John Caesar Bacon did much to promote the Manx Loaghtan during his lifetime, and to their great benefit. However, when he died in 1916, the breed once again began to decline. Bacon had enthusiastically promoted Manx Loaghtan, and it seemed that no one else could do it quite like him. By the late 1930s, the breed was once again almost extinct. At this point, another hobby farmer would once again rise to the occasion: Mark Collet, who loved Manx culture (and by extension, the Manx Loaghtan), believing that his family originated from the Isle of Man.
Unfortunately, Mark Collet’s revival of the Manx Loaghtan was short-lived. By the early 1950s, there were only three small flocks left on the Isle of Man. Conservationists stepped in just in time when the Manx Museum and National Trust purchased a flock of Manx Loaghtan for preservation. Slowly, the breed’s popularity began to rise again, and farms in the area began to raise Manx Loaghtan again.
The population of this heritage breed is still not large – there are only around 1,500 registered ewes in existence. However, interest in the Manx Loaghtan’s wool and meat, not to mentioned its heritage, have meant their numbers have continued to grow, albeit slowly, over the last several decades. As scientists have continued to study sheep on the Isle of Man, they have also discovered something very interesting – it appears that sheep fill an essential ecological niche not only on the Isle of Man, but also on the Channel Islands. Which brings us to Jersey Island in the English Channel, and their population of Manx Loaghtans.
Jersey Island was once legendary for their knitted goods during the 1500s-1600s. During that time, their knitters were so prolific that the word jersey came to be used interchangeably with the word knitting. Knitting was so profitable (and apparently so distracting) for the islanders, that laws were put in place to punish people caught knitting instead of working in the fields during harvest season. However, with the start of the industrial revolution, knitting soon became far less profitable. As the hand-knitting industry on Jersey waned so did the popularity of raising sheep, and soon the native Jersey Island sheep became extinct.
Once the native Jersey sheep became extinct, the island’s eco-system underwent drastic changes. There was a significant loss of bio-diversity over the years, culminating in the northern part of the island’s open grasslands and heath being covered in bracken, which created a thick layer of material through which few other plants could grow. This led to a decrease in native plant and animal populations, including the Red Billed Chough, a bird that ended up completely disappearing from Jersey Island.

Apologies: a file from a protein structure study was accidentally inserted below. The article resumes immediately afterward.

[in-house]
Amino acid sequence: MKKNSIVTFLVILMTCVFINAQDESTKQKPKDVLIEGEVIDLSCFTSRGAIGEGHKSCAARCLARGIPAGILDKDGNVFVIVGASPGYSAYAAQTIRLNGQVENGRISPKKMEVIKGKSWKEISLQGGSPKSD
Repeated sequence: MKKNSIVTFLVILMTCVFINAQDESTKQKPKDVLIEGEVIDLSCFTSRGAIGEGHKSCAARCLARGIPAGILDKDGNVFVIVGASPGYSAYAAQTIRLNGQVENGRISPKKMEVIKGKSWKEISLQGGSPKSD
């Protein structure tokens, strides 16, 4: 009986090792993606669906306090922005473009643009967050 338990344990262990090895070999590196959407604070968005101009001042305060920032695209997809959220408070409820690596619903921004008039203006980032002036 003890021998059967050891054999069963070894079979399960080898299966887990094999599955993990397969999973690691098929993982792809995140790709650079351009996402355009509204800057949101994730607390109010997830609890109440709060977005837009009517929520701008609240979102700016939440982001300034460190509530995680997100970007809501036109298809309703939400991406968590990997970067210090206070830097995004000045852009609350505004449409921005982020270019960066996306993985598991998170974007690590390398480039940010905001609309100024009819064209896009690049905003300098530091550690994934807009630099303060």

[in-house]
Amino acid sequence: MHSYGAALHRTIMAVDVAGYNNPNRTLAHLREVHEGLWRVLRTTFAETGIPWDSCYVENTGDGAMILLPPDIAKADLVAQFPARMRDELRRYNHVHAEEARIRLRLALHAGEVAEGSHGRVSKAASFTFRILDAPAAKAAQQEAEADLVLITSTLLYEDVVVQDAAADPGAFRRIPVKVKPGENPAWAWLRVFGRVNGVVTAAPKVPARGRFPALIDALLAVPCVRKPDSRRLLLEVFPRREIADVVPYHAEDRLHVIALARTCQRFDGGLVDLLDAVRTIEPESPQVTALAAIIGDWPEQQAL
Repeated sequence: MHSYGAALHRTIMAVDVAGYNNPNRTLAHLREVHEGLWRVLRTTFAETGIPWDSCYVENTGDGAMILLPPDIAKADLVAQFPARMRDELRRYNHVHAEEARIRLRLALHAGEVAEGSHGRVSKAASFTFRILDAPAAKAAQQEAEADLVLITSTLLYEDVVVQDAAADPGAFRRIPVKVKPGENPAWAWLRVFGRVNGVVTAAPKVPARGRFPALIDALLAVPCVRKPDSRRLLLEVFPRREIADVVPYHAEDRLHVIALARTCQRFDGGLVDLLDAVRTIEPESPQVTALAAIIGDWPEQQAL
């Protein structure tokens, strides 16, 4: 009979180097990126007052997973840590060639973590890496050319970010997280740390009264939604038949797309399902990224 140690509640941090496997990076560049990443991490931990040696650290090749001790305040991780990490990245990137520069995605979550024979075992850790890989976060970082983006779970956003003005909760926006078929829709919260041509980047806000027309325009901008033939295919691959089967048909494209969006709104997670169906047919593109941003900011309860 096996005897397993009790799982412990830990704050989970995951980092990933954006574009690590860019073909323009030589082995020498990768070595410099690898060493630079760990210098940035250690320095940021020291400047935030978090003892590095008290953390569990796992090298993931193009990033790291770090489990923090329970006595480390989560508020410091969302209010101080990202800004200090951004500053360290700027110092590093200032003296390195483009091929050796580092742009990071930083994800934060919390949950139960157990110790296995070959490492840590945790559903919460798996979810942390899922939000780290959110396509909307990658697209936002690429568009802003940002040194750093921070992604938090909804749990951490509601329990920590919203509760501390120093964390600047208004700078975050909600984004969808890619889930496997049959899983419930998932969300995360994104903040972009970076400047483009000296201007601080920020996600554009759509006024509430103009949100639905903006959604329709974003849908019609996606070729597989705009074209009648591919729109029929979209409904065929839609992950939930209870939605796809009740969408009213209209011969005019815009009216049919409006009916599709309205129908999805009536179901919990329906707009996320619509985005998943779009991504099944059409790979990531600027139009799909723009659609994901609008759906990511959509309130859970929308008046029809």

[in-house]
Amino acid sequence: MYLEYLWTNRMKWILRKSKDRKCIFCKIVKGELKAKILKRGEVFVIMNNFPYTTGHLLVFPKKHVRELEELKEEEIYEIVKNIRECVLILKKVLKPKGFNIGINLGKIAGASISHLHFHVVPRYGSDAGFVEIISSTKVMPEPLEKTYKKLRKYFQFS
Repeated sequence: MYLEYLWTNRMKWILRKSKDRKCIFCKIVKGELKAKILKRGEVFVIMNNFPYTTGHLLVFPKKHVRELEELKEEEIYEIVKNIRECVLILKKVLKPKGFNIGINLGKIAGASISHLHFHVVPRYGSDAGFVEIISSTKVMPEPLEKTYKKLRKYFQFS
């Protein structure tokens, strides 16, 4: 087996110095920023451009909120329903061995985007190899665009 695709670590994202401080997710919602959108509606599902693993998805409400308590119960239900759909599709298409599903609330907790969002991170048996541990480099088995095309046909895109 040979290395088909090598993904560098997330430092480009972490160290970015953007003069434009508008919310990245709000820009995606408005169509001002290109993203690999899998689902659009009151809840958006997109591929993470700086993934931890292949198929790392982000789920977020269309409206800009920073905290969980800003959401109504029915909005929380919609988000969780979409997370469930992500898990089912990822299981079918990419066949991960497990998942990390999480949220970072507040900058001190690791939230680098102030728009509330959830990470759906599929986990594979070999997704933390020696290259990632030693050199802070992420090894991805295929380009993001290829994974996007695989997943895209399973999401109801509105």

As studies were made, it became clear that sheep had filled an essential ecological niche on Jersey Island, and in 2009 it was decided that something must be done. Looking for sheep that were the most similar to the extinct Jersey sheep, Jersey Island settled on the Manx Loaghtan, bringing in twenty-two of them to the northern part of the island. The change has been remarkable. The grazing sheep control the bracken by eating and trampling it down, which makes room for native plant species. This has led to an increase in bugs and worms in the soil, which has in turn led to a return of the Red Billed Chough and an increase in other native animal populations. Truly a woolly success story for Jersey Island, brought in on the hooves of the Manx Loaghtan.
So, what makes the wool of the Manx Loaghtan amazing? Well, for starters its color. As previously mentioned, Loaghtan means mouse-colored in Manx, but this particular color is more commonly known in the spinning world as moorit – a particular shade of light brown that is produced by only some breeds of sheep which include the Manx Loaghtan, the Shetland, and the Castlemilk Moorit. It has a staple length of around 3 inches, and a wonderful crimp. A micron count of 29-31 means that it is best used for outwear; while it is not super soft like Merino and other fine wools, it is not overly scratchy, either.
Looking for some Manx Loaghtan to try out yourself? It is one of the single-breed wools that we carry for spinners and felters. Try this heritage wool, and see what all the buzz is about!
Photo attribution: EFearn [CC BY-SA 4.0 (https://creativecommons.org/licenses/by-sa/4.0)]